It is increasingly clear that the extraordinary acoustical sensitivity and frequency selectivity that are hallmarks of our sense of hearing arise from micromechanical mechanisms. Genetic manipulations have shown that the tectorial membrane (TM) plays an essential role in this process. But that role remains enigmatic, in large part because of the paucity of direct measurements of TM properties. We propose research to improve our understanding of the role of the TM with studies in three related categories, [a.] We propose to measure material properties of the TM to determine their molecular basis and functional significance. We will combine mechanical, chemical, osmotic and electrical measurements of the TM to characterize its material properties as a function of longitudinal position in the cochlea. These material properties will provide a quantitative basis for understanding the functional role of the TM in normal hearing, [b.] We propose to measure effects of genetic mutations on material properties of the TM. Several human genetic disorders of hearing result from mutations of TM proteins. Measurements of the material properties of TMs from mouse models of these disorders will provide a better understanding of the physical basis of the human disorders of hearing, and will elucidate the molecular basis of the material properties of the TM. [c.] We propose to measure coupling of the TM to other cochlear structures in an isolated, but intact cochlea. We will apply displacements to the stapes and measure the resulting motions of the TM and hair bundles of inner and outer hair cells. These measurements will provide direct tests of hypotheses about the role of the TM in cochlear mechanics. The practical benefits of this knowledge should include more precise delineation of inner ear disorders, suggestions for treatment, development of prosthetic devices, and>incorporation of knowledge of inner-ear processing into the design of systems for processing speech.... :??

National Institute of Health (NIH)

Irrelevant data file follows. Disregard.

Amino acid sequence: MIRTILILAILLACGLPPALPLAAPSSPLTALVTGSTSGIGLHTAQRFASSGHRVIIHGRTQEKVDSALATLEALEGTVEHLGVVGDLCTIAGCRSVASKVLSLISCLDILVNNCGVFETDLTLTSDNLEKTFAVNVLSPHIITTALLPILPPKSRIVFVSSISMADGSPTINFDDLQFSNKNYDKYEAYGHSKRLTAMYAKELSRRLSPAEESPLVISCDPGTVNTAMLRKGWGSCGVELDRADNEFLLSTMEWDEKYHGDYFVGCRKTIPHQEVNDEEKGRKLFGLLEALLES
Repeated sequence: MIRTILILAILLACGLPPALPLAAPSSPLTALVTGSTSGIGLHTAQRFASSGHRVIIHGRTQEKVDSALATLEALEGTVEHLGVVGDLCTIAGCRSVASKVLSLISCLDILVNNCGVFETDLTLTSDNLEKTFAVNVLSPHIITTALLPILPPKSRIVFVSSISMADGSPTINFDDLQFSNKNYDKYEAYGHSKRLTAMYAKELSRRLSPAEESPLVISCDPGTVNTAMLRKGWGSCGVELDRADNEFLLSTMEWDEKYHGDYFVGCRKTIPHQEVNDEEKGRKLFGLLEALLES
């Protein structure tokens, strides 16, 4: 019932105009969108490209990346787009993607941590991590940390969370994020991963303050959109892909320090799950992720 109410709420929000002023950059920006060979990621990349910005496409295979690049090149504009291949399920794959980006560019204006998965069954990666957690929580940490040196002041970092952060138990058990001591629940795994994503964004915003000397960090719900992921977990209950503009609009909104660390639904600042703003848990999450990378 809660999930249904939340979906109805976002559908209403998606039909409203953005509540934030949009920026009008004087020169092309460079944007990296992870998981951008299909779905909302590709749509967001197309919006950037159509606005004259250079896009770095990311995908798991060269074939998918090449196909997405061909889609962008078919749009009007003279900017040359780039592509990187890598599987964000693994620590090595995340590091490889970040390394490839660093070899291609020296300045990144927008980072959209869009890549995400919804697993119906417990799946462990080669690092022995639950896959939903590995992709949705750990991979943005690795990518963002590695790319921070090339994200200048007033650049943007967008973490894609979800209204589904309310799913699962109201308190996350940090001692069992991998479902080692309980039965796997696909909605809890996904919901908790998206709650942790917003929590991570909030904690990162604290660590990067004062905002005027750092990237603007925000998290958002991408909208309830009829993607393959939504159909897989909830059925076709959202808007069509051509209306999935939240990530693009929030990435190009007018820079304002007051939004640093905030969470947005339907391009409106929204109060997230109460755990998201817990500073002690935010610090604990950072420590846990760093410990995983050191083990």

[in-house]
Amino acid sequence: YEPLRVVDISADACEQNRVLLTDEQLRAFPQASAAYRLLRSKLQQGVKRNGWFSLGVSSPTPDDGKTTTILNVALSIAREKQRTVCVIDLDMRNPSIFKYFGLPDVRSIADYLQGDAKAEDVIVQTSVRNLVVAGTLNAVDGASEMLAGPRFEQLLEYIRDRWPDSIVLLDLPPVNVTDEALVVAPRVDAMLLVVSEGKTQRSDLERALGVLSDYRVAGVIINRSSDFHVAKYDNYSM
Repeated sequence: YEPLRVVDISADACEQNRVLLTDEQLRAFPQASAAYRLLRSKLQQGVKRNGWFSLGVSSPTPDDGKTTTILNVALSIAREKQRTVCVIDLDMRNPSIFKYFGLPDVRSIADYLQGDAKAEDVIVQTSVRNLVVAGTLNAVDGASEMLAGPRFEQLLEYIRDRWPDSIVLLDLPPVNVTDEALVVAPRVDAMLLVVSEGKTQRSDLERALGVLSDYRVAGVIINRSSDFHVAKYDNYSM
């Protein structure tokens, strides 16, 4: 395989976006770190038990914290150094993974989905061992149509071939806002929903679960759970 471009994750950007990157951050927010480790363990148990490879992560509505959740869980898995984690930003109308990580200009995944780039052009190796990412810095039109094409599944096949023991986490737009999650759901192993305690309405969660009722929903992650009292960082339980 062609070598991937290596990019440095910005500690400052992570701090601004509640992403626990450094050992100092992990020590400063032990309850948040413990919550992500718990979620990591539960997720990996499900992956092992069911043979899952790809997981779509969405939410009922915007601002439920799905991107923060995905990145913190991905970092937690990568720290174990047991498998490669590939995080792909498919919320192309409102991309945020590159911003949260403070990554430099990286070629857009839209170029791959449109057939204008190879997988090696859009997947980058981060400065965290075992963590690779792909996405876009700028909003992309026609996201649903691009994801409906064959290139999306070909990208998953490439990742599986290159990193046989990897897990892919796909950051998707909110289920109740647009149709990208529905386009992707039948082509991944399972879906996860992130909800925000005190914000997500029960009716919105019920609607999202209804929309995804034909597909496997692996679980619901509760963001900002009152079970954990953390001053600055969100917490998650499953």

National Institute on Deafness and Other Communication Disorders (NIDCD)
Research Project (R01)
Project #
Application #
Study Section
Auditory System Study Section (AUD)
Program Officer
Donahue, Amy
Project Start
Project End
Budget Start
Budget End
Support Year
Fiscal Year
Total Cost
Indirect Cost
Massachusetts Institute of Technology
Internal Medicine/Medicine
Schools of Arts and Sciences
United States
Zip Code
Sellon, Jonathan B; Ghaffari, Roozbeh; Freeman, Dennis M (2017) Geometric Requirements for Tectorial Membrane Traveling Waves in the Presence of Cochlear Loads. Biophys J 112:1059-1062
Wadhwa, Neal; Chen, Justin G; Sellon, Jonathan B et al. (2017) Motion microscopy for visualizing and quantifying small motions. Proc Natl Acad Sci U S A 114:11639-11644
Farrahi, Shirin; Ghaffari, Roozbeh; Sellon, Jonathan B et al. (2016) Tectorial Membrane Traveling Waves Underlie Sharp Auditory Tuning in Humans. Biophys J 111:921-4
Sellon, Jonathan B; Farrahi, Shirin; Ghaffari, Roozbeh et al. (2015) Longitudinal spread of mechanical excitation through tectorial membrane traveling waves. Proc Natl Acad Sci U S A 112:12968-73
Sellon, Jonathan B; Ghaffari, Roozbeh; Farrahi, Shirin et al. (2014) Porosity controls spread of excitation in tectorial membrane traveling waves. Biophys J 106:1406-13
Ghaffari, Roozbeh; Page, Scott L; Farrahi, Shirin et al. (2013) Electrokinetic properties of the mammalian tectorial membrane. Proc Natl Acad Sci U S A 110:4279-84
Masaki, Kinuko; Ghaffari, Roozbeh; Gu, Jianwen Wendy et al. (2010) Tectorial membrane material properties in Tecta(Y)(1870C/+) heterozygous mice. Biophys J 99:3274-81
Ghaffari, Roozbeh; Aranyosi, Alexander J; Richardson, Guy P et al. (2010) Tectorial membrane travelling waves underlie abnormal hearing in Tectb mutant mice. Nat Commun 1:96
Masaki, Kinuko; Gu, Jianwen Wendy; Ghaffari, Roozbeh et al. (2009) Col11a2 deletion reveals the molecular basis for tectorial membrane mechanical anisotropy. Biophys J 96:4717-24
Gu, Jianwen Wendy; Hemmert, Werner; Freeman, Dennis M et al. (2008) Frequency-dependent shear impedance of the tectorial membrane. Biophys J 95:2529-38

Showing the most recent 10 out of 16 publications